• I am worthy of the compliments I receive.
  • I deserve everything good that comes to me.
  • I have unique ideas to share with the world.
When you add a reason to the “I can’t,” you give your limiting belief even more power. This is especially true when the reason starts with “I am.”   Words like “I am” are directly related to who you believe you are.

“This is too hard.”

Positive affirmations to tell yourself instead:
  • I can do hard things.
  • I allow myself to be more fully me.
  • I believe in myself.
  • I am resilient in the face of challenges.
  • I am proud of myself and my achievements.
  • I will accomplish everything I need to do today.
  • I do my best, and my best is good enough.
  • I overcome my fears by getting out of my comfort zone.
When you encounter difficulties in life, it can be tempting to give up and believe that things are just too hard. But nothing worth having comes easy.
If you want to achieve your goals — whether it’s paying off student loan debt, learning to invest, or finding a higher paying job — you need to be willing to put in the hard work required to reach them.
When you catch yourself thinking, “this is too hard,” try to remind yourself that you’re capable of handling anything that comes your way.

“I don’t deserve this.”

Positive affirmations to tell yourself instead:
  • I deserve success.
  • Every step I take brings me closer to my goals.
  • My potential for success is limitless.
  • I know exactly what to do to achieve success.
  • My contributions to the world are valuable.
  • There is room for me at the table.
  • I am qualified to do what I do.
  • Doors are opening for me. 
  • I deserve a fulfilling life. 
This self-limiting belief is a form of self-deprecation that often comes from feelings of insecurity or unworthiness. And if left untreated, it might turn into self-sabotage that can unravel every part of your life — from your relationships to your career.
There are several tricks and tools you can use to overcome this limiting belief. One of my favorites is keeping a journal of all the things you’ve accomplished in your life. When you feel you don’t deserve something, the journal can serve as a reminder of why you do deserve it.

How to change limiting beliefs: Try this limiting beliefs exercise

If you want to change any of these self-limiting beliefs, give these exercises a try. It’ll help you identify which self-limiting beliefs may be holding you back so you can chart a path forward.

1. Recognize when you have any of these self-limiting beliefs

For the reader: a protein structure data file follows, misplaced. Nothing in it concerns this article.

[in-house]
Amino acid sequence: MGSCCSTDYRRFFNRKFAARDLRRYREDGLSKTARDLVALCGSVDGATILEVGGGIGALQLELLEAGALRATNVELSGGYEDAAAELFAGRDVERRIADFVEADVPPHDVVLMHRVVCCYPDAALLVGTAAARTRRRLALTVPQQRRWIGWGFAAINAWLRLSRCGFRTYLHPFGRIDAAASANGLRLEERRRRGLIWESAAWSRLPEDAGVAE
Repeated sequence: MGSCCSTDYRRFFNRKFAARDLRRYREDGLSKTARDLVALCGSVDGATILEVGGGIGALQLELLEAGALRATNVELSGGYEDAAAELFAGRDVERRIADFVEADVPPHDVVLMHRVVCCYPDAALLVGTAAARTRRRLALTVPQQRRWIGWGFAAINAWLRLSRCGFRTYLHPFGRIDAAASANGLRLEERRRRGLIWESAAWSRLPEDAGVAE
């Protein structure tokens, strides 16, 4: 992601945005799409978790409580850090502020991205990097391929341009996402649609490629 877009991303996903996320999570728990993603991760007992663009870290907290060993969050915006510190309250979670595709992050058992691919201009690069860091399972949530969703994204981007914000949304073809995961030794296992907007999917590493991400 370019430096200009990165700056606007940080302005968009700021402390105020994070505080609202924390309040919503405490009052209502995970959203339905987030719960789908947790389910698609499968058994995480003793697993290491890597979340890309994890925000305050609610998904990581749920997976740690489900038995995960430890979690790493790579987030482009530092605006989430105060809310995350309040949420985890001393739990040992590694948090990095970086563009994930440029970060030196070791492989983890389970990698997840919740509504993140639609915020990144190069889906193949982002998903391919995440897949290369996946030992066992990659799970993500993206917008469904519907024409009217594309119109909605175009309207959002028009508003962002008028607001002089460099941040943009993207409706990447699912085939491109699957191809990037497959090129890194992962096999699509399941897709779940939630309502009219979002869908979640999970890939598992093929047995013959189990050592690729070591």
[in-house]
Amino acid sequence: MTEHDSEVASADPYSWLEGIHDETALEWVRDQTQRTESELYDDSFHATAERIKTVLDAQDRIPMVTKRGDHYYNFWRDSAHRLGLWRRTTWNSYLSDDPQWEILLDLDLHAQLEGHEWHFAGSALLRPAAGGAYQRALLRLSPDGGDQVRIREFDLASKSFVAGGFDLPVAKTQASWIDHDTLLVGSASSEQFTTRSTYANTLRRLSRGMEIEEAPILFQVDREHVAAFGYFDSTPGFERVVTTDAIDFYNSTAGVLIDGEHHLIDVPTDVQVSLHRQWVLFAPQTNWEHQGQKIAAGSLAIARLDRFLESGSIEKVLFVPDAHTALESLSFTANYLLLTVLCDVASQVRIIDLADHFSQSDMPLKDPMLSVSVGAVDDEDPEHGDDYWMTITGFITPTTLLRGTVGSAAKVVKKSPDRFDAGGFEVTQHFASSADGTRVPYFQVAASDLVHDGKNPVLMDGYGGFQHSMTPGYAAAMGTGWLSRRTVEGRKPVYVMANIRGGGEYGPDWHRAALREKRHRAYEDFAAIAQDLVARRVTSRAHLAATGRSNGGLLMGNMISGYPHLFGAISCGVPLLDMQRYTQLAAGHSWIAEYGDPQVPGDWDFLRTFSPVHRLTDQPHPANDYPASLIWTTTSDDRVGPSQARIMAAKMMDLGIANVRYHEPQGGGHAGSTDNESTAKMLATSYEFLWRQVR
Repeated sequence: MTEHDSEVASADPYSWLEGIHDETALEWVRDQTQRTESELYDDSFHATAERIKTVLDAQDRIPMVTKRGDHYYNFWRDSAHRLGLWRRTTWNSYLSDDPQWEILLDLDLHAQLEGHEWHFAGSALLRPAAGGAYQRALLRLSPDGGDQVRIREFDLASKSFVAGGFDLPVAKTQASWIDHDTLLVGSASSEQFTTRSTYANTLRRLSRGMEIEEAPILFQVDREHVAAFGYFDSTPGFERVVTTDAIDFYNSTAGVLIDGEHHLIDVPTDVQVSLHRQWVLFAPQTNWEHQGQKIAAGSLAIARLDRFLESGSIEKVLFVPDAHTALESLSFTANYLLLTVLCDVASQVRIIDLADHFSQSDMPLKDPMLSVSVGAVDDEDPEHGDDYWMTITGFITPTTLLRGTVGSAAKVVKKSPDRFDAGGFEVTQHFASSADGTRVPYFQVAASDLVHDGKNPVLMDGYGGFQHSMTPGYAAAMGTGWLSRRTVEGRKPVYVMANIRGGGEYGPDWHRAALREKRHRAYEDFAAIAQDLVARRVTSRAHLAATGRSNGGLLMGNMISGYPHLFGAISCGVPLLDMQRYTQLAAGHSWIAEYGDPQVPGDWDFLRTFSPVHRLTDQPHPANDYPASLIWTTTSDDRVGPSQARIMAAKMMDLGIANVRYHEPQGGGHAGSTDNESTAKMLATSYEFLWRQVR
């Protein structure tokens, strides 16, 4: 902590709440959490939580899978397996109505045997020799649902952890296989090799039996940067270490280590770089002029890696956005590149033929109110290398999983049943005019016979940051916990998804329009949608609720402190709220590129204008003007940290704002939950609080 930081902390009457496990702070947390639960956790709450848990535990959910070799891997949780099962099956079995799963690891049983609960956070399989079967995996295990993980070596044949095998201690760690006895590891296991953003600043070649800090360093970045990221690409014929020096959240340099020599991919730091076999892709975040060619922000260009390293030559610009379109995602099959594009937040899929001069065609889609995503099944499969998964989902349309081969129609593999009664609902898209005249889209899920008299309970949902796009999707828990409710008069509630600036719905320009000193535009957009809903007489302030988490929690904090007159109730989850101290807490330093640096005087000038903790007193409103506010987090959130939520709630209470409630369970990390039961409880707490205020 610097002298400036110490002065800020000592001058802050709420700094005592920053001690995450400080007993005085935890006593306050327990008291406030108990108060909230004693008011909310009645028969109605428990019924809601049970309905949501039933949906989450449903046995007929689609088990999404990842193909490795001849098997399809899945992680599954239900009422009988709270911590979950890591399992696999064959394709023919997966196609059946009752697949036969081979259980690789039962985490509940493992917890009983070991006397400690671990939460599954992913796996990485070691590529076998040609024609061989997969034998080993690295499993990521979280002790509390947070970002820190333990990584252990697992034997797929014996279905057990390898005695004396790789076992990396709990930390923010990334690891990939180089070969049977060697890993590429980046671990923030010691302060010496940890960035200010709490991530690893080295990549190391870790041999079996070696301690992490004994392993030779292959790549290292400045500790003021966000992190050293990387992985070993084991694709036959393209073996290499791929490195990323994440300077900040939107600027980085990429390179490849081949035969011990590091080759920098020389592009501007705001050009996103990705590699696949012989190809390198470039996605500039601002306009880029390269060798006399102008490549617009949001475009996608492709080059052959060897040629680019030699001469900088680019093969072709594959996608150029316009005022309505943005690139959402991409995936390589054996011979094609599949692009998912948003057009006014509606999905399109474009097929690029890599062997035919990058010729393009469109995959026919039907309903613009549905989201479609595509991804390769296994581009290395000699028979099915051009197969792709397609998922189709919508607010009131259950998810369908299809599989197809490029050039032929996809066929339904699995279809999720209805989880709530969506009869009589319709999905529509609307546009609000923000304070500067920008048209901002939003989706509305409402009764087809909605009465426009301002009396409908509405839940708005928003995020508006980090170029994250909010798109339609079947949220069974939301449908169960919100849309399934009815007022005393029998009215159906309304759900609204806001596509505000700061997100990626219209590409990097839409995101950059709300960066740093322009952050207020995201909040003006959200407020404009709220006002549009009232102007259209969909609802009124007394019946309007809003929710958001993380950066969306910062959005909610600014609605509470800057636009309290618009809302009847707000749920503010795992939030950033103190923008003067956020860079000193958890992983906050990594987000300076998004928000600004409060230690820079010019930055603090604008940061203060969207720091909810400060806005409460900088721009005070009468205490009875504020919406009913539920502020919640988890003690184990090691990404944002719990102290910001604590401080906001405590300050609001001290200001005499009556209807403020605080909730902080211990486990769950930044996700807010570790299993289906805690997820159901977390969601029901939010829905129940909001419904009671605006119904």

The first step to overcoming self-limiting beliefs is to acknowledge that you have them. It could seem obvious, but some people are not even aware of the negative beliefs they hold about themselves.
This limiting beliefs exercise could be as simple as pausing every time you have a negative thought or emotion, then writing it down in a journal or in a note on your phone so you can evaluate it.

2. Pinpoint where the self-limiting beliefs originated from

Once you’ve acknowledged that you have a top 10 self-limiting belief, it’s time to pinpoint where it’s originating from. Oftentimes, self-limiting beliefs are rooted in our past experiences.
For example, if you believe that you’re not good at managing money, it’s possible this belief originated from a negative experience you had in the past.
Maybe you ran up a high balance on your credit card in college or took out a predatory personal loan without reading the terms. These types of experiences can lead to the development of self-limiting beliefs.

3. Question the validity of these self-limiting beliefs

Once you have pinpointed where the self-limiting belief originated from, the next step is to question the validity of the belief. This step cannot be skipped because it allows you to see that the belief may not be true.
For example, let’s say that you believe you’re bad at managing money. You may have had a negative experience in the past that led to the development of this belief. But, this doesn’t mean the belief is true.
Maybe you’re good at managing money, but were in an emergency situation and needed cash fast. Or, maybe those were mistakes from your youth but now you’re saving money each month and investing for your future. These are examples of how you can question the validity of a self-limiting belief.

4. Practice believing in yourself

After you’ve reframed your limiting belief, it’s time to put it into practice.
Give yourself grace and compassion, and repeat your positive affirmations every time you start to doubt yourself. Another way to “practice believing in yourself” is to do things that are outside of your comfort zone.
For example, if you want to become a better saver, sign up for a savings challenge. Or, if you want to become a better writer, start a blog.
The sky is the limit when it comes to practicing new beliefs. Just make sure that you take actionable steps that will help you move closer to your goal.